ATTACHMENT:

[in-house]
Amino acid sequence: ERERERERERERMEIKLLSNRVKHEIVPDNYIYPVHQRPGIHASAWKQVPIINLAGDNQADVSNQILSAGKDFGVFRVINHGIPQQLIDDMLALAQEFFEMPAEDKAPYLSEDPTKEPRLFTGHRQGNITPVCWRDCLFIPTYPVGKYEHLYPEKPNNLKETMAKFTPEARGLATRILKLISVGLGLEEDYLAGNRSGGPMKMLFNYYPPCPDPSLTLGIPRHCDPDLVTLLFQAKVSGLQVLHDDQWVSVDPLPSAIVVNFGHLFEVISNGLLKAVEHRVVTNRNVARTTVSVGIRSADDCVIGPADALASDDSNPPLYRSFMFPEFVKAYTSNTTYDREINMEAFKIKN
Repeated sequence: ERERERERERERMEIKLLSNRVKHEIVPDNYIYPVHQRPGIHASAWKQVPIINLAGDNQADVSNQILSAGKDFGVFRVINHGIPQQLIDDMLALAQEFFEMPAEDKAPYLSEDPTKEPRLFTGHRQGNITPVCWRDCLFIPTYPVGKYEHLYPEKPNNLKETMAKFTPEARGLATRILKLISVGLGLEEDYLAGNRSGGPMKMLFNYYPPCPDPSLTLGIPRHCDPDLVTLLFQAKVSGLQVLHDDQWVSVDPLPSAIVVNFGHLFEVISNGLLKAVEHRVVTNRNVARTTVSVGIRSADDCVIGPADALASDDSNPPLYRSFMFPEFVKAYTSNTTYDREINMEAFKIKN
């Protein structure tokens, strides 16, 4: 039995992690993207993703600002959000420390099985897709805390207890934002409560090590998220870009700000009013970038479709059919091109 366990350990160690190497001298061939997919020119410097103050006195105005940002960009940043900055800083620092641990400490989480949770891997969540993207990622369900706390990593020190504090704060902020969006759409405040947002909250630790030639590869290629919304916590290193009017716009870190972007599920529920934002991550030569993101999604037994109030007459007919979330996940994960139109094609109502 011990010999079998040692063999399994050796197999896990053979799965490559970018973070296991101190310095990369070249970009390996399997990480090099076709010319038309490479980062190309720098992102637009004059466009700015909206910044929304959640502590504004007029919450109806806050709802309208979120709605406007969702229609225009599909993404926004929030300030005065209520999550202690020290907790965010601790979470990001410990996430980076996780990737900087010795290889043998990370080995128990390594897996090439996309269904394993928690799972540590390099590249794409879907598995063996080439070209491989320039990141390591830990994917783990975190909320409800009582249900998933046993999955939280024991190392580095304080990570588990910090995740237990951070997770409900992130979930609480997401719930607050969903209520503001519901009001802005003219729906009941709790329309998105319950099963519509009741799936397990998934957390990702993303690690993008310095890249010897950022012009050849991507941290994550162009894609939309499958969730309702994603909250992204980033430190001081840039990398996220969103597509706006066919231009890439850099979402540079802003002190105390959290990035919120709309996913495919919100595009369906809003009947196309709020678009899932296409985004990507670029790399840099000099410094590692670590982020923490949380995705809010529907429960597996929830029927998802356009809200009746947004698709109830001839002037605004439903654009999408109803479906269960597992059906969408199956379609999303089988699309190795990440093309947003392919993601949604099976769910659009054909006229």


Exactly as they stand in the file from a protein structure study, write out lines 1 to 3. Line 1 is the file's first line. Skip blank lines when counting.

[in-house]
Amino acid sequence: ERERERERERERMEIKLLSNRVKHEIVPDNYIYPVHQRPGIHASAWKQVPIINLAGDNQADVSNQILSAGKDFGVFRVINHGIPQQLIDDMLALAQEFFEMPAEDKAPYLSEDPTKEPRLFTGHRQGNITPVCWRDCLFIPTYPVGKYEHLYPEKPNNLKETMAKFTPEARGLATRILKLISVGLGLEEDYLAGNRSGGPMKMLFNYYPPCPDPSLTLGIPRHCDPDLVTLLFQAKVSGLQVLHDDQWVSVDPLPSAIVVNFGHLFEVISNGLLKAVEHRVVTNRNVARTTVSVGIRSADDCVIGPADALASDDSNPPLYRSFMFPEFVKAYTSNTTYDREINMEAFKIKN
Repeated sequence: ERERERERERERMEIKLLSNRVKHEIVPDNYIYPVHQRPGIHASAWKQVPIINLAGDNQADVSNQILSAGKDFGVFRVINHGIPQQLIDDMLALAQEFFEMPAEDKAPYLSEDPTKEPRLFTGHRQGNITPVCWRDCLFIPTYPVGKYEHLYPEKPNNLKETMAKFTPEARGLATRILKLISVGLGLEEDYLAGNRSGGPMKMLFNYYPPCPDPSLTLGIPRHCDPDLVTLLFQAKVSGLQVLHDDQWVSVDPLPSAIVVNFGHLFEVISNGLLKAVEHRVVTNRNVARTTVSVGIRSADDCVIGPADALASDDSNPPLYRSFMFPEFVKAYTSNTTYDREINMEAFKIKN